So, are you sad that you didn't get to go to the Permaculture Voices conference? Did you go but you can't remember what was said? Well, I am an obsessive note taker (most of the time) and I took notes at most of the talks I attended.
I will share them here with you!
Please note that this is in no way a transcription. These are my notes, taken in real time, on the fly, whilst trying to look at the slides (or video) and follow along. I find that note taking helps me synthesize information. None of this should be construed as an accurate quotation, even when I put it in quotes. (For example, I'm pretty sure not a single speaker used the utterance "Yo.") Much of the time, I am trying to summarize and it's entirely possible that I've gotten some things wrong.
My fourth notes document is Geoff Lawton. The topic this time was "Reading the Landscape"
We’re going to go through a new video I’m going to release as part of my new online course, about reading the landscape. It’s kind of like learning the alphabet, like my little daughter is doing right now. It’s something I’m passionate about and something I really enjoy, but it’s a little hard to pick up. However, once you get it, suddenly, it’s something that you really can’t not do.
Video: the planet from space. You can see there’s really just a thin biosphere on the planet. When you look at the landscape, there are lines, and connecting elements you need to see. Particular points, of activity, of habitat, of nutrient flow, of water flow. We need to see what we can do, what’s possible. It’s hard to imagine in the sort of time lapse, of what can be. Initially, things can look quite crude, things like animal interactions that change the sequence. It takes some experience before you realize that you are initiating permanence.
Permanence is really easy when it’s actually happening. It’s a bit difficult to initiate.
The young people will be able to visualize a future world that we can’t even imagine. “Eternity is an awful long way, especially towards the end.”
What we are laying down are infinite systems. Here’s Bill out in Arizona, checking out the Roosevelt swales. President Roosevelt went out to repair the landscape with absolute intention and pretty minimal tools. (video of Bill amongst trees, shrubs and ground cover). The swales were put in, and nobody planted them (it’s really good that nobody planted them, actually). You can find the historic swales on Google Earth, now dense with life versus more barren land in between. If you interview the people who worked on these, they didn’t even know what they were doing. These swales planted themselves, and there’s been no maintenance whatsoever.
Sometimes you can see “happy accidents” where putting in a roadway interrupts water flow and slows it down, lets the water infiltrate.
(The viewpoint moves way up, you can still see the trees grouped in the swales, also big rectangles of formal agriculture) If you leave those square fields alone, they will degrade to something worse than before.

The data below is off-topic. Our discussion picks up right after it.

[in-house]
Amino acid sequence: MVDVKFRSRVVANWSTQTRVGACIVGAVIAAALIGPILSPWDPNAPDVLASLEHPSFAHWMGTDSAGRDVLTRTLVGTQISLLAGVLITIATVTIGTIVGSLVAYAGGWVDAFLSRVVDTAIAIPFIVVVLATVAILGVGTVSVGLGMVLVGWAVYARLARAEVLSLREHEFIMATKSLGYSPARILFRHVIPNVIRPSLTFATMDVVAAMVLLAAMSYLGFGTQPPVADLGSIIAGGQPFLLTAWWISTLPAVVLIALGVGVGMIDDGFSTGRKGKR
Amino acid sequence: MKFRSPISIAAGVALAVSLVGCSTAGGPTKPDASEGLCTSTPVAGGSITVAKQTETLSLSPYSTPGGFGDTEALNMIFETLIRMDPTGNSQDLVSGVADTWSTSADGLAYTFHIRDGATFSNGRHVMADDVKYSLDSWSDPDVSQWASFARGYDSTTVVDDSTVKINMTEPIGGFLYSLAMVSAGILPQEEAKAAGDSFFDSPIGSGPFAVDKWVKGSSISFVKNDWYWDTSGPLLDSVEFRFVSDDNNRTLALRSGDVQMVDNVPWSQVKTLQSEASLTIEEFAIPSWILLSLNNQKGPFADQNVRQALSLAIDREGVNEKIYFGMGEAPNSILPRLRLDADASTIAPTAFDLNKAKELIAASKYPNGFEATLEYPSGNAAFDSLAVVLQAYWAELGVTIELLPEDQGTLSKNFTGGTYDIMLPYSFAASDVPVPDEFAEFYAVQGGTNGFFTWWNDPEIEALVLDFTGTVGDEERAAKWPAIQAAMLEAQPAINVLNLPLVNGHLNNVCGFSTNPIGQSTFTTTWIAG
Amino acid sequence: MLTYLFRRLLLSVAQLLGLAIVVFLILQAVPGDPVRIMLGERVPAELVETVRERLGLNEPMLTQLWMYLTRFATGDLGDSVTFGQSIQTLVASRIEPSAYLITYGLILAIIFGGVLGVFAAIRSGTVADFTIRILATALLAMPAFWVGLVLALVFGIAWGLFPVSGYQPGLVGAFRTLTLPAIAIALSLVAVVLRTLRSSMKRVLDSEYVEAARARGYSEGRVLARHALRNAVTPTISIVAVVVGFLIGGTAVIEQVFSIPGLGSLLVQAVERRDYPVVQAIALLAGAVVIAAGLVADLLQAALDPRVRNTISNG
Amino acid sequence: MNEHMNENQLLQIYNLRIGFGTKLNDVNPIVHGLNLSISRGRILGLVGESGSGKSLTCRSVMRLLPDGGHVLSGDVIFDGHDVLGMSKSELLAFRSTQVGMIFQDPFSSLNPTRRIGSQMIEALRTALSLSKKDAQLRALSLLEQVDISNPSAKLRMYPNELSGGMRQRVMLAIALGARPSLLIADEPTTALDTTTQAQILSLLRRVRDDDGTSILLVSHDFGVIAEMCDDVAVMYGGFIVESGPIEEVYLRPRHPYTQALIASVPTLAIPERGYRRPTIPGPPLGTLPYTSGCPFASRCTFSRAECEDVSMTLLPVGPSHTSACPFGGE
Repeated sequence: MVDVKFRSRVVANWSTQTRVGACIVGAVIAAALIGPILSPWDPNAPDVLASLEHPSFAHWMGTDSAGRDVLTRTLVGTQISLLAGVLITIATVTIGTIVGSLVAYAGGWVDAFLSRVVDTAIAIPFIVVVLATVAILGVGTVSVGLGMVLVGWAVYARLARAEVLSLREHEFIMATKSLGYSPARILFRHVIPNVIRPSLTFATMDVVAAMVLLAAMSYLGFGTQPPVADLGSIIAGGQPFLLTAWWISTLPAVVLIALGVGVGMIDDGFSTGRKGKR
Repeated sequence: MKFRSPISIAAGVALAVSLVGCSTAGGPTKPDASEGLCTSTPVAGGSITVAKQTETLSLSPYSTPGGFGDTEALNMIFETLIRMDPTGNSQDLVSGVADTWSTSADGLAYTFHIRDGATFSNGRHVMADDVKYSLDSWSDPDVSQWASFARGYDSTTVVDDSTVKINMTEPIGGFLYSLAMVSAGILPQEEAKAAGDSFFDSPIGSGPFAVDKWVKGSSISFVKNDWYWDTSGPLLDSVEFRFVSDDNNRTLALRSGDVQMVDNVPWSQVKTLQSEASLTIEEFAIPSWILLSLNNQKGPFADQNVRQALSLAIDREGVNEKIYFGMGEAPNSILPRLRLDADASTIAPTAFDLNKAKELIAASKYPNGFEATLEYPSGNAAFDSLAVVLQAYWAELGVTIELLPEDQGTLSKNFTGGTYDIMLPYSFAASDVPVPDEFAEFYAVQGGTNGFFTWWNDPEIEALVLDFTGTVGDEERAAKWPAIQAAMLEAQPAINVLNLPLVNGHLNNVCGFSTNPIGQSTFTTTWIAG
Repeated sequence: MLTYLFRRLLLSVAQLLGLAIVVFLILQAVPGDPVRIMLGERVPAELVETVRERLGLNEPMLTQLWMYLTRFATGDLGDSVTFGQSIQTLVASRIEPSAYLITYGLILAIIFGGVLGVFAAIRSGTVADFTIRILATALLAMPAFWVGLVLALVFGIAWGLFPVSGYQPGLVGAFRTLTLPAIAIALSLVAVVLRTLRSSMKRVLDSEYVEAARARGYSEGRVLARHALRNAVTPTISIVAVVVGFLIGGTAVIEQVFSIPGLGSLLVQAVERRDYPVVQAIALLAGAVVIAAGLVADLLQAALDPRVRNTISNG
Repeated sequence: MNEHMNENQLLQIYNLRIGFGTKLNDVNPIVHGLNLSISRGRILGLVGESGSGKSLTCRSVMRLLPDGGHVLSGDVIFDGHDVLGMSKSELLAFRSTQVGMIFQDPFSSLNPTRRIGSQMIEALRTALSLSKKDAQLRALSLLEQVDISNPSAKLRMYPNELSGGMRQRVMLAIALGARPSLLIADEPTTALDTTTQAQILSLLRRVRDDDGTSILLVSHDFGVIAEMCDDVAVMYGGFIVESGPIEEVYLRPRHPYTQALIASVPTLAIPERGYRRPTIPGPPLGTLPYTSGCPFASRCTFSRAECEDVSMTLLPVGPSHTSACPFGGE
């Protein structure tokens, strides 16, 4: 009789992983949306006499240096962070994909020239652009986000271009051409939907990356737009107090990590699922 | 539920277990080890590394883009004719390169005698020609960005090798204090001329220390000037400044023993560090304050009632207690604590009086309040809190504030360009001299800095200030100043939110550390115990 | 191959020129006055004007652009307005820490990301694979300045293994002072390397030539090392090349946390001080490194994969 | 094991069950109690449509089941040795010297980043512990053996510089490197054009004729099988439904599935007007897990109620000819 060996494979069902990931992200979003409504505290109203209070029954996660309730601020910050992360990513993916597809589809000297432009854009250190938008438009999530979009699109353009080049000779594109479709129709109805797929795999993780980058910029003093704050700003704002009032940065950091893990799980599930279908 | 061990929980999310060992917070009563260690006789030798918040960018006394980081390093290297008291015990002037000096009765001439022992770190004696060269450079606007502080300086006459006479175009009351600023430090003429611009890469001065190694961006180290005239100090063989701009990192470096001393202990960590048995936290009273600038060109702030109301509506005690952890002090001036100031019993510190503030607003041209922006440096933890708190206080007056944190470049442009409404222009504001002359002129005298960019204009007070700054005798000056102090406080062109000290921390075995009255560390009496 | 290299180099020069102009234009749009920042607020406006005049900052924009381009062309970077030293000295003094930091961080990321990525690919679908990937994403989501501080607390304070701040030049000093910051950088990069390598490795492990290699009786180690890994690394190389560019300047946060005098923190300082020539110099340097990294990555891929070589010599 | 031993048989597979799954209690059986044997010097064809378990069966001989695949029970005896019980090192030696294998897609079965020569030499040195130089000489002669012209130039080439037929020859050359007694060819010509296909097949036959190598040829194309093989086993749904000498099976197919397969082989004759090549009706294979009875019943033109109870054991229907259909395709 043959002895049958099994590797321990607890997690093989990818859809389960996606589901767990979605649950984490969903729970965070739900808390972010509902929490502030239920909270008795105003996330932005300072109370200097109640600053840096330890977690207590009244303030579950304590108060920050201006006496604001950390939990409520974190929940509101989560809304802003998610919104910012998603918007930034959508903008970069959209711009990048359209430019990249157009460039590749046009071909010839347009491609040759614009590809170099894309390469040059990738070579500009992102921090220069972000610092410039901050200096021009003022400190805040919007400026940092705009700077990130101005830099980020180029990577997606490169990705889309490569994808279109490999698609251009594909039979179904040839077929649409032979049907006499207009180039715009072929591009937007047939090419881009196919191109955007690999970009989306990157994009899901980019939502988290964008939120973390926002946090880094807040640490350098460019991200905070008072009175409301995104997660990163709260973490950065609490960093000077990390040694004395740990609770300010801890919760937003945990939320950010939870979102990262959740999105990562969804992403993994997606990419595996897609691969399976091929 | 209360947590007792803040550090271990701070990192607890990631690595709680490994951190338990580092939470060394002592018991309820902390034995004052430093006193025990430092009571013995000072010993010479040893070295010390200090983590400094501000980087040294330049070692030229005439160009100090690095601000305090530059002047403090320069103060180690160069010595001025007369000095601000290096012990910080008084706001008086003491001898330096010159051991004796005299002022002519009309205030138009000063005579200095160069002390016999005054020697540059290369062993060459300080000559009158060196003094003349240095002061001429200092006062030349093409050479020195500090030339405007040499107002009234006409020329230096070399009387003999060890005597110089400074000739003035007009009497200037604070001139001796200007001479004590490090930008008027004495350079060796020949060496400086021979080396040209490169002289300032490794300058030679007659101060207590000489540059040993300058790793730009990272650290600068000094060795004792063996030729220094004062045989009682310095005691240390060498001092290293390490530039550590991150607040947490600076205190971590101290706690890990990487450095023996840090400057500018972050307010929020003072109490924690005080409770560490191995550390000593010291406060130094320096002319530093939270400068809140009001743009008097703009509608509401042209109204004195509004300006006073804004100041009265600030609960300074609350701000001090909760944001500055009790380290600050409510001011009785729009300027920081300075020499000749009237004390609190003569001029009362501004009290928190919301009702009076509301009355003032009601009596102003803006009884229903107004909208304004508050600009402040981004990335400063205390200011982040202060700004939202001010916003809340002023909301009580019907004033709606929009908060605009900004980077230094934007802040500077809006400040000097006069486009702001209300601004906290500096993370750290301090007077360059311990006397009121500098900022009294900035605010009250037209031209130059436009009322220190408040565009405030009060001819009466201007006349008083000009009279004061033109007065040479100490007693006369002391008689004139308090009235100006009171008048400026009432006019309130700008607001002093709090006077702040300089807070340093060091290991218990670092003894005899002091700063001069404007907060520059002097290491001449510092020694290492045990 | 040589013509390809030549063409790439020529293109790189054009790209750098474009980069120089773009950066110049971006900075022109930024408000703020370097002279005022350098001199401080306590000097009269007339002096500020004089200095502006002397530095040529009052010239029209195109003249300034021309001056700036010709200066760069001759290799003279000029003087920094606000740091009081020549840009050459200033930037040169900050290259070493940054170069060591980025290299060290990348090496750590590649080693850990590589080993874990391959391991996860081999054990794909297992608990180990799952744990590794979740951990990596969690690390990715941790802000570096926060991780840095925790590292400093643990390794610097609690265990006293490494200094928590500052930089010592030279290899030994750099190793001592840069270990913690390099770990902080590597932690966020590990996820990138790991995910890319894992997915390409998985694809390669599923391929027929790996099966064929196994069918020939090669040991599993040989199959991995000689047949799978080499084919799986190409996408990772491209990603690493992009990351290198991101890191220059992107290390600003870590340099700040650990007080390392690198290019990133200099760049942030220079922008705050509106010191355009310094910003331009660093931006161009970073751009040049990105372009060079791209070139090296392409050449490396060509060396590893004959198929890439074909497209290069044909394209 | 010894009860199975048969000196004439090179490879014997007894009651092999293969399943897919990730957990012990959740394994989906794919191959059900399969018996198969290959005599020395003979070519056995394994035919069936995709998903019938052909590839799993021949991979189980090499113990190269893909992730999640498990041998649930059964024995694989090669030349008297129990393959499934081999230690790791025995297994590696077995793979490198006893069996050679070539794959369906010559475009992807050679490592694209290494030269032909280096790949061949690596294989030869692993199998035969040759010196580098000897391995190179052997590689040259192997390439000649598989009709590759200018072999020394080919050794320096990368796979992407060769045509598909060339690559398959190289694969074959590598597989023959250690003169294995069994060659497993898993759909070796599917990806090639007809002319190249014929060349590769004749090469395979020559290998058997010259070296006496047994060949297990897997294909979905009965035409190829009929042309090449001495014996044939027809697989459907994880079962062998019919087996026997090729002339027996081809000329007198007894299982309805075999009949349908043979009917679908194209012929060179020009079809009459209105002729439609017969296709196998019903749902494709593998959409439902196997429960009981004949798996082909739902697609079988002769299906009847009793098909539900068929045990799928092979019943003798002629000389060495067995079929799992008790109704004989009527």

The work of Tony in Africa, in Niger can be seen from space. He taught people to reforest using a pen knife, showing people how to prune copppiced trees that had been overgrazed by goats.
Here’s a canyon in the southwest desert, a place where evaporation is higher than rainfall. The arid, the angular, shaped by heat and wind. Very large flows of water when they happen. The human landscape is a rounded landscape, not an angular landscape.
Design alone is not enough, you need to focus in and see what you have. Is it dry, is it humid?
Video of gambion system in saudi arabia, putting in rocks, laying out rock walls on contour.
Video of Geoff’s work in the Dead Sea valley, one of the most hostile places on earth. Once we got things going, we had soil developing. I started out with rocky, salty soil, ended up with rich dark soil.
The starting point was the lowest point on the highest boundary. This will give you the longest highest contour line. You lay that out and then you can start spacing out your contours.
This particular site ran out of funding, had no support and it did degrade without stewardship, but really very slowly. He was able to go back an observe, and he learned some things when he could see how it did with no help. Later on, they got a piece of land with more permanence: greening the desert 2.
On our little site, a western slope with very difficult, hard ground, slowly, we started to build biological infrastructure. If you look at it now, you can’t see the lines, because it is all canopy. (Luckily, Google Earth has some archived images: Geoff says, always take 100 more “before” shots, with hope and confidence.) On this property, all the nutrients deliver to the vegetable garden, down in this corner.
Here’s a shot of a 14 year old food forest in the dead sea valley. It is a walled garden, that creates a microclimate. Now, 14 years later, there are earthworms in the soil. It looks like Florida, but you are in the desert. It’s lush garden in the city, in the desert. There’s a custard apple growing there! The support species are well positioned (tall leguminous canopy trees). It could be better maintained, really. It’s practically self sufficients. It’s definitely self mulching. (Oh, there’s the video of Geoff finding an earthworm in moist dark brown soil). “I think we are under-optimistic.”
OK, here’s where the international conference was held in Jordan. Within sight of the conference I had this site. I didn’t bring people over, because people were accusing me of showing off. But, here’s a video of it. The agricultural engineers said “it isn’t working” and I came back and saw they weren’t following my design. I installed one of my Jordanian students and within a year it was working as designed. We were working with a massive agricultural corporation, who gave us 10 acres as a demonstration site. The water they gave us was irrigation water that was in surplus. (Big picture: massive center pivot irrigated plots all around this little site.) They had a leak, and they said we could use that.